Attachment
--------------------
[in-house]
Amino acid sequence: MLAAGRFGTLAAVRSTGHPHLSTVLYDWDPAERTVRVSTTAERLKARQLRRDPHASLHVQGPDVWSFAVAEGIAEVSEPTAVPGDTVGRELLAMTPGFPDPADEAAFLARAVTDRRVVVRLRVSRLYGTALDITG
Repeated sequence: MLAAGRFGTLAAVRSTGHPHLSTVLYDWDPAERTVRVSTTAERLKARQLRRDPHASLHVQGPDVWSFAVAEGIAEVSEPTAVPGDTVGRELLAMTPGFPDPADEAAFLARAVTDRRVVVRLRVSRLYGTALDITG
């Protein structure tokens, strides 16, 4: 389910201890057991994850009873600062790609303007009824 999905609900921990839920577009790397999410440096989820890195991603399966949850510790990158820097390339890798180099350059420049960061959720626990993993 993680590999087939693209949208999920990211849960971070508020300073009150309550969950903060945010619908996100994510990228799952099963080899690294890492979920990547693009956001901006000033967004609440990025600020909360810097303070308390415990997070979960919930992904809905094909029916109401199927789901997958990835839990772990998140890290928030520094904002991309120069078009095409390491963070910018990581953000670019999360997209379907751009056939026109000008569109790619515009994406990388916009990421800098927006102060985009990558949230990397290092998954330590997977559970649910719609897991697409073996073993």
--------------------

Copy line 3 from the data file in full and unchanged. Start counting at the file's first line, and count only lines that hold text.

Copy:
Repeated sequence: MLAAGRFGTLAAVRSTGHPHLSTVLYDWDPAERTVRVSTTAERLKARQLRRDPHASLHVQGPDVWSFAVAEGIAEVSEPTAVPGDTVGRELLAMTPGFPDPADEAAFLARAVTDRRVVVRLRVSRLYGTALDITG